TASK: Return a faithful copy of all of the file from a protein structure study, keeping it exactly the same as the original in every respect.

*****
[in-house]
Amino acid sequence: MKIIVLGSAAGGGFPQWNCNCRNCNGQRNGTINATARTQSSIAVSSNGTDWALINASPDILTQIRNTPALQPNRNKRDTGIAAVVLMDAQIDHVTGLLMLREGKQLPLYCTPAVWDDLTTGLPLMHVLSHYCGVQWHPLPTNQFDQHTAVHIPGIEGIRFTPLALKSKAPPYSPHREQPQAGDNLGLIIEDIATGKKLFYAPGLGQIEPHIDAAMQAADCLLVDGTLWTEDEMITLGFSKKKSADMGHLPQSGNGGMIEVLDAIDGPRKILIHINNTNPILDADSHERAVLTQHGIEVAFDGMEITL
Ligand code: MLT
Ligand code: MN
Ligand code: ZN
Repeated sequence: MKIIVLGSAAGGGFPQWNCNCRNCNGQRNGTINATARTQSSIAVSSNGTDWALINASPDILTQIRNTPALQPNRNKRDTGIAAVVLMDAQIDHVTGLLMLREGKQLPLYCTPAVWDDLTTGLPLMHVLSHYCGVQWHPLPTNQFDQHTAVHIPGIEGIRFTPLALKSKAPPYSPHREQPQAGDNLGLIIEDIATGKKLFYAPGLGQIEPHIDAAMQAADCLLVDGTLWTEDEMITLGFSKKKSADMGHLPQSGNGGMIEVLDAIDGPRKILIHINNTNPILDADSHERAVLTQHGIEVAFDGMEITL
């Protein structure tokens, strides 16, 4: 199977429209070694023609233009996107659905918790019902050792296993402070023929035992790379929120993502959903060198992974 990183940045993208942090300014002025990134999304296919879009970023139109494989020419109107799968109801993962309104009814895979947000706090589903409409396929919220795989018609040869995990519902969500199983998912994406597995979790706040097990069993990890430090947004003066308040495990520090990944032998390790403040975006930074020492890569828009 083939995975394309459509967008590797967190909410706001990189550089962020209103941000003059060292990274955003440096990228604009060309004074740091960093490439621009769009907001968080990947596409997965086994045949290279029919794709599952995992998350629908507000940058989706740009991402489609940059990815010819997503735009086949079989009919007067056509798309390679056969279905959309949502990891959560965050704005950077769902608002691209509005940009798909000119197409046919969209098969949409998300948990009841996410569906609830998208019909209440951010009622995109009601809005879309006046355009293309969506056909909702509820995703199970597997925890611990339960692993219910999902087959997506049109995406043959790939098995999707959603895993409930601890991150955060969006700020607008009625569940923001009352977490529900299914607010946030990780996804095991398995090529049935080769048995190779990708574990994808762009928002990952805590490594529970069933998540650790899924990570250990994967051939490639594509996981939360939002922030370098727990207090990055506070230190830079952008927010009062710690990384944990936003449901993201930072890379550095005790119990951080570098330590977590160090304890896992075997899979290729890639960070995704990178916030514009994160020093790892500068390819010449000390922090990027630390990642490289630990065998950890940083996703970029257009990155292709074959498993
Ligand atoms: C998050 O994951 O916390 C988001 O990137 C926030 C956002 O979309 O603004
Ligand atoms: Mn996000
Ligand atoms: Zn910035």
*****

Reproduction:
[in-house]
Amino acid sequence: MKIIVLGSAAGGGFPQWNCNCRNCNGQRNGTINATARTQSSIAVSSNGTDWALINASPDILTQIRNTPALQPNRNKRDTGIAAVVLMDAQIDHVTGLLMLREGKQLPLYCTPAVWDDLTTGLPLMHVLSHYCGVQWHPLPTNQFDQHTAVHIPGIEGIRFTPLALKSKAPPYSPHREQPQAGDNLGLIIEDIATGKKLFYAPGLGQIEPHIDAAMQAADCLLVDGTLWTEDEMITLGFSKKKSADMGHLPQSGNGGMIEVLDAIDGPRKILIHINNTNPILDADSHERAVLTQHGIEVAFDGMEITL
Ligand code: MLT
Ligand code: MN
Ligand code: ZN
Repeated sequence: MKIIVLGSAAGGGFPQWNCNCRNCNGQRNGTINATARTQSSIAVSSNGTDWALINASPDILTQIRNTPALQPNRNKRDTGIAAVVLMDAQIDHVTGLLMLREGKQLPLYCTPAVWDDLTTGLPLMHVLSHYCGVQWHPLPTNQFDQHTAVHIPGIEGIRFTPLALKSKAPPYSPHREQPQAGDNLGLIIEDIATGKKLFYAPGLGQIEPHIDAAMQAADCLLVDGTLWTEDEMITLGFSKKKSADMGHLPQSGNGGMIEVLDAIDGPRKILIHINNTNPILDADSHERAVLTQHGIEVAFDGMEITL
């Protein structure tokens, strides 16, 4: 199977429209070694023609233009996107659905918790019902050792296993402070023929035992790379929120993502959903060198992974 990183940045993208942090300014002025990134999304296919879009970023139109494989020419109107799968109801993962309104009814895979947000706090589903409409396929919220795989018609040869995990519902969500199983998912994406597995979790706040097990069993990890430090947004003066308040495990520090990944032998390790403040975006930074020492890569828009 083939995975394309459509967008590797967190909410706001990189550089962020209103941000003059060292990274955003440096990228604009060309004074740091960093490439621009769009907001968080990947596409997965086994045949290279029919794709599952995992998350629908507000940058989706740009991402489609940059990815010819997503735009086949079989009919007067056509798309390679056969279905959309949502990891959560965050704005950077769902608002691209509005940009798909000119197409046919969209098969949409998300948990009841996410569906609830998208019909209440951010009622995109009601809005879309006046355009293309969506056909909702509820995703199970597997925890611990339960692993219910999902087959997506049109995406043959790939098995999707959603895993409930601890991150955060969006700020607008009625569940923001009352977490529900299914607010946030990780996804095991398995090529049935080769048995190779990708574990994808762009928002990952805590490594529970069933998540650790899924990570250990994967051939490639594509996981939360939002922030370098727990207090990055506070230190830079952008927010009062710690990384944990936003449901993201930072890379550095005790119990951080570098330590977590160090304890896992075997899979290729890639960070995704990178916030514009994160020093790892500068390819010449000390922090990027630390990642490289630990065998950890940083996703970029257009990155292709074959498993
Ligand atoms: C998050 O994951 O916390 C988001 O990137 C926030 C956002 O979309 O603004
Ligand atoms: Mn996000
Ligand atoms: Zn910035």